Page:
Saving Tejano and Conjunto with Social Media and the Internet

Nowadays, almost everyone has a Facebook account. It used to be Myspace a few years ago, but now it’s Facebook, and then after that, it will be the next big thing. People use it for various purposes. Me, for example…since I live away from most of my family and friends, I use it to keep in touch with them and share things I find amusing or interesting.

But I also use it to connect with other Tejano and Conjunto fans, bands, record labels and radio stations. And I’m not alone.

The use of social networking sites like Facebook, Twitter, and Conjunto Is Life is doing the job that Tejano music stations used to do back before so many of them were bought out or switched formats or went out of business. It’s even better, actually, because a fan can interact directly with the bands they like. The bands post when they’re going to be on tour, and the fans can see when they will be in their area. And if they’re not going to be in their area any time soon, they can suggest it. I can’t tell you how many times I’ve asked when someone’s going to come to Austin. They may not have any plans at that moment, but at the very least, they know that someone is interested and they can explore the possibility.

The reason why technology like this is necessary for Tejano and Conjunto is because it is, at its heart, regional music. Yes, the artists travel all over the country, but there are tiny pockets where it is popular. It also doesn’t have the benefit of a media conglomerate promoting and marketing the music. These artists book their own shows, do their own marketing and a lot of them are recording and engineering their own music on their own labels. It’s truly grassroots.


YouTube is a powerful tool as well. Not so much for the social connections made with others, but for the exposure. It works for both preserving old recordings, but also for up and coming acts as well.

People can search for old songs that they can’t find anymore. They can find rare video of performers who are long gone that they’ve never seen. Not only that, the related videos section always comes up with something that can set someone like me off on a tangent where I just go from video to video. Additionally, if you find a video you like and you want all your Tejano friends to see…post it to your Facebook page, and it grows again from there.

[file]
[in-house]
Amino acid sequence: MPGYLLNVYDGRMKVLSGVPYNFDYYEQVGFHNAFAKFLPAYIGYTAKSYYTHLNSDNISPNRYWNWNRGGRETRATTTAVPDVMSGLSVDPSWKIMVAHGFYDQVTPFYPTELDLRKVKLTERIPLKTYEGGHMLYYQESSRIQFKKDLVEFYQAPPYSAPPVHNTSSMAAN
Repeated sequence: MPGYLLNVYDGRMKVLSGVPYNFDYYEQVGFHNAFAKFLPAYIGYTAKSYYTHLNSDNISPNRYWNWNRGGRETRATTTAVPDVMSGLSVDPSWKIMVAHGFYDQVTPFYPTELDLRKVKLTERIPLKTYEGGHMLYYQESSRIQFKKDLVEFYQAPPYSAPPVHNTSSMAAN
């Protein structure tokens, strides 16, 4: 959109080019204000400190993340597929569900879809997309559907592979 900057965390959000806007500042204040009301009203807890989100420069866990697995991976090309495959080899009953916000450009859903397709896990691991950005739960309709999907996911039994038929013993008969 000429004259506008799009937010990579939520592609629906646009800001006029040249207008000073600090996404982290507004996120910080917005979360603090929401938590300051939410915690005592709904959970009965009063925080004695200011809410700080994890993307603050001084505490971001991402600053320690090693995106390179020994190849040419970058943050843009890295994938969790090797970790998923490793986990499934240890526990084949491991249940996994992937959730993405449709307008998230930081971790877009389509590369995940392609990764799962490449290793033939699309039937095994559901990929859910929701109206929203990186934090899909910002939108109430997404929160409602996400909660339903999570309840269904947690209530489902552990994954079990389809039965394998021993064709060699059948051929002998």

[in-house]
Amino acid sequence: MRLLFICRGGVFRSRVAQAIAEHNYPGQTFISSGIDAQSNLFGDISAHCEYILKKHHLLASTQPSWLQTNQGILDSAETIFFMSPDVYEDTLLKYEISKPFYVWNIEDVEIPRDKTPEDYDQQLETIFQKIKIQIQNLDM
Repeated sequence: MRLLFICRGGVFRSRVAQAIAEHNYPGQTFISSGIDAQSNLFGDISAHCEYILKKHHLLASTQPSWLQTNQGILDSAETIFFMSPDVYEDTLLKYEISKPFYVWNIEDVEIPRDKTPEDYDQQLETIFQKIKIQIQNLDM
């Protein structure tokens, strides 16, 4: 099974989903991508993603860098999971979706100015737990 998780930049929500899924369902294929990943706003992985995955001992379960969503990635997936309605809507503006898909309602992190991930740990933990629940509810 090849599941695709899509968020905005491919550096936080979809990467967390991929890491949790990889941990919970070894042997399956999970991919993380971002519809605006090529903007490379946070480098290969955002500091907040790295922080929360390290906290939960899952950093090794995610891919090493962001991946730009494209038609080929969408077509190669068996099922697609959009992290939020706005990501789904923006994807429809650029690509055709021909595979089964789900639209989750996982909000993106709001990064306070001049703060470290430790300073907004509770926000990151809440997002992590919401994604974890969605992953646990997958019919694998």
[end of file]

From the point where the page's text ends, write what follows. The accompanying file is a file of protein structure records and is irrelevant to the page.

Internet Radio

Internet radio stations are important too, and it seems like there are more of them everyday. Rancho Alegre Radio gets about 200 hits a day, for example. Andrew Pulido, an Austin DJ and formerly of KTXZ 1560 AM, has Hot, which can also be heard on smartphones.

In cities and towns where there is no Tejano station, the internet is crucial in keeping the music alive. They can still listen to and support the music they love and the artists will continue to know that they have support and will continue to play there.

And in places where there is a Tejano station, the internet stations aren’t necessarily competitors. They are compliments to the traditional station. As far as the music goes, the more stations you have, regardless of delivery method, the better reputation your area has in terms of supporting the music.

Traditional Radio Stations

Way back when, I worked for Wyoming Public Radio. When I first started, their website  was essentially an online brochure that had the program guide and how to contact them. Then they had the idea that their online presence could compliment their on-air programming. So we started streaming our live broadcasts and adding new content (community calendar PSA listings, mp3′s of our locally-produced news show, playlists for our local music shows, etc.), and supporting it with constant on-air promotion. Within a year, the traffic went from an average of 250 visitors per month to over 5,000.

The best part was the support that we received from the listeners. Underwriting (which is paid advertising in Public Radio lingo) revenue grew, as did individual membership contributions, and attendance to special events.

And that was all before social media. I can only imagine how it is now. The interaction with listeners and development of community relationships that a radio station can have when it takes advantage of social media is nearly limitless. Austin’s Tejano station, KTXZ 1560 AM, recently joined Facebook, and from what I’ve seen, has had tremendous support from listeners and bands alike.

Solving Problems

Recently, the Texas Observer published Get Your Norteño out of My Conjunto, which discusses how Norteño is supplanting Conjunto in record shops and on the airwaves, and interviews Conjunto legend Gilberto Perez and Lupe Saenz, of the South Texas Conjunto Association. The article was reposted on several Facebook pages, and I reposted it on Conjunto Is Life.

In many cases, the responses were passionate, articulate, constructive and helped identify viable solutions for saving the music and passing it on to the next generation. That is more than powerful.

Technology is saving this music, so keep connecting with other fans, bands, and listeners, keep posting your rare recordings on YouTube, and keep reminding everyone that Tejano and Conjunto are still alive and well.

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